Kiribati media freedom essential to adapting to climate change
"That is why PFF is welcoming the return to publishing by the Kiribati Independent fortnightly newspaper," says PFF chair Titi Gabi.
"Without independent news media, there is no guarantee that people of Kiribati will get all the information they need to survive and adapt successfully to future climate change challenges."
PFF welcomed recent reports from Pacific Media Watch noting that the paper had been out of circulation for six months, but was to start publishing again.
Kiribati Independent editor and publisher Taberannang Korauaba closed the paper down in June last year after the country's ministry of Communications laid a complaint with police.
The complaint alleged the newspaper had breached the Newspaper Registration Act.
"Any substance to the complaint appears doubtful, given that government has not responded to written requests for clarification from the newspaper's lawyer," says Gabi, based in Port Moresby, Papua New Guinea.
The Kiribati Independent has a print run of 500. In 2010, the Kiribati census recorded a total of five journalists, one editor, three media officers, seven writers, three photographers and 23 radio announcers working in-country. There were some 5,000 television sets in household use.
PFF co-chair Monica Miller said the census shows a remarkable degree of media diversity for a small, remote location with few resources, and that press plurality was essential to a healthy democracy.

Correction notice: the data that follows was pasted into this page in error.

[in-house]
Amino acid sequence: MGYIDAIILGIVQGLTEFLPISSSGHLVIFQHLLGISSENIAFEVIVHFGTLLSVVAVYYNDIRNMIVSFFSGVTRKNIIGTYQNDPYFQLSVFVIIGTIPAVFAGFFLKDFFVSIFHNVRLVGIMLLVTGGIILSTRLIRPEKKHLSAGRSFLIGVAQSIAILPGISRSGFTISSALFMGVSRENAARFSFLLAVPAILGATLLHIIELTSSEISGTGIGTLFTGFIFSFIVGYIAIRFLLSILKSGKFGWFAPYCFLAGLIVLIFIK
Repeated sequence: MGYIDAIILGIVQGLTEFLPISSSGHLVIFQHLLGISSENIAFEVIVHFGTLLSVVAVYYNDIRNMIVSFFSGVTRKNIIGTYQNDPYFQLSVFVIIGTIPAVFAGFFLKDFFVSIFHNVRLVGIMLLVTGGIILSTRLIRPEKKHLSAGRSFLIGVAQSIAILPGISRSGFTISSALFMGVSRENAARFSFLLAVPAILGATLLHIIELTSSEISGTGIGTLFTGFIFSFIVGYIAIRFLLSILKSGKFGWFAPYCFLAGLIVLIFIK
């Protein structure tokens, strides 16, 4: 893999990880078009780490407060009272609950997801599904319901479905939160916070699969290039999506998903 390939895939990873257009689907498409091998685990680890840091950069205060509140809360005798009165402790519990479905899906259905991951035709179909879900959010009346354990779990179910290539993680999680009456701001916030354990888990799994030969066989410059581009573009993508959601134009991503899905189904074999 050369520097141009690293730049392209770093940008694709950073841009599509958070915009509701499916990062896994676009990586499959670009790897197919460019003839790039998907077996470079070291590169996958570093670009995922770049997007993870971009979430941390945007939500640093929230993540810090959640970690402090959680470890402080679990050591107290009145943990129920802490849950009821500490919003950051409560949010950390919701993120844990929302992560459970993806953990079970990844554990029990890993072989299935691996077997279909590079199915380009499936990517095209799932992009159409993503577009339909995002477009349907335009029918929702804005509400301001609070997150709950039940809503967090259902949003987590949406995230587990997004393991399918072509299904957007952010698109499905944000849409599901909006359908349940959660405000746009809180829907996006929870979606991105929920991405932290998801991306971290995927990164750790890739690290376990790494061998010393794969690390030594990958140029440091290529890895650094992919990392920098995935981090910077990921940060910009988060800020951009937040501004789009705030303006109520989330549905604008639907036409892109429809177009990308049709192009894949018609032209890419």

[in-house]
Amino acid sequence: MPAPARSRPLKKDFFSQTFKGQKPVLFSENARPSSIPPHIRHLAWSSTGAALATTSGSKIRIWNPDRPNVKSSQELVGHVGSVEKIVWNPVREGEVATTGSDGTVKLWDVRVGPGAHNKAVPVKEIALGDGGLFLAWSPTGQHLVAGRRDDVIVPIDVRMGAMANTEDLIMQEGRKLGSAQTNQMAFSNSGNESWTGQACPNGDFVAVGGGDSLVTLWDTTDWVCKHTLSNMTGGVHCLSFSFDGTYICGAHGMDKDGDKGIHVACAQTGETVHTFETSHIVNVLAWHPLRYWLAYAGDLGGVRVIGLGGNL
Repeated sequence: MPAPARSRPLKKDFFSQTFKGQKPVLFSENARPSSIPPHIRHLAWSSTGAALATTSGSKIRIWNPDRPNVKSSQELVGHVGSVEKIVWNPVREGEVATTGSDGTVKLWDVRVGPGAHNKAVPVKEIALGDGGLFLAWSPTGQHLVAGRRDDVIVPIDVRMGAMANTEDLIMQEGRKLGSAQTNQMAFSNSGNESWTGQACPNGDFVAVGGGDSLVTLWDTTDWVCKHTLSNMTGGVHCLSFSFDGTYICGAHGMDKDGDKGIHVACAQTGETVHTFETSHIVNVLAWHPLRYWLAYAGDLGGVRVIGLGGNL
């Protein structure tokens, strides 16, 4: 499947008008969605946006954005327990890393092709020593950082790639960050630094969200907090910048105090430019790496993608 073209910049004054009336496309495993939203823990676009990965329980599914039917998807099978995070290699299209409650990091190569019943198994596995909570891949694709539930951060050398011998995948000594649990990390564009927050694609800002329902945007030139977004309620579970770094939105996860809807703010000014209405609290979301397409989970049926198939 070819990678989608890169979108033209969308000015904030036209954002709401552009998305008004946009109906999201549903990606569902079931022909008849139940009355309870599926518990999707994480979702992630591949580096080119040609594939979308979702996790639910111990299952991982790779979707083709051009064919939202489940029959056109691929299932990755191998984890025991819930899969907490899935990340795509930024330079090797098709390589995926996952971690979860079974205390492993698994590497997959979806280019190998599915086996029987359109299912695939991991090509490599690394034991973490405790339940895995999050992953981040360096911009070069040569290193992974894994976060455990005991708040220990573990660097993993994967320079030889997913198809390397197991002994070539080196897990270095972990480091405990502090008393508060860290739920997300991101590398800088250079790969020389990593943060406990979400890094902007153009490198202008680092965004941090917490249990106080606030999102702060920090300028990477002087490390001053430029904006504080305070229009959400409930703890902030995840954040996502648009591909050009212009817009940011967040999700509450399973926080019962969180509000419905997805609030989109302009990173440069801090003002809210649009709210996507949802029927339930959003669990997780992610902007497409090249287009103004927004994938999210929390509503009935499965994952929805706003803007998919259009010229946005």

"There is extensive reporting on how climate change processes have become swamped in political controversy," says Miller.
"However for countries like Kiribati, climate change is not a remote possibility but a daily reality."
Miller says media freedom can help keep governments accountable and on-track, ensuring that people and not political processes come first, including in climate change.
PFF notes that budget documents call for the Communications ministry to "inform, entertain, and educate the people of Kiribati through the media, preferably through modern information and communications technology."
Miller says that the Kiribati Independent is a vital contributor to these outcomes, providing i-Kiribati everywhere with an independent source of information.
PFF supports a recent editorial by the Kiribati Independent calling for the government to regard the newspaper as a partner in development.
"We join the newspaper in hoping that the government of the day pays more attention to the message of the media rather than punishing them," says Miller, based in Pagopago, American Samoa.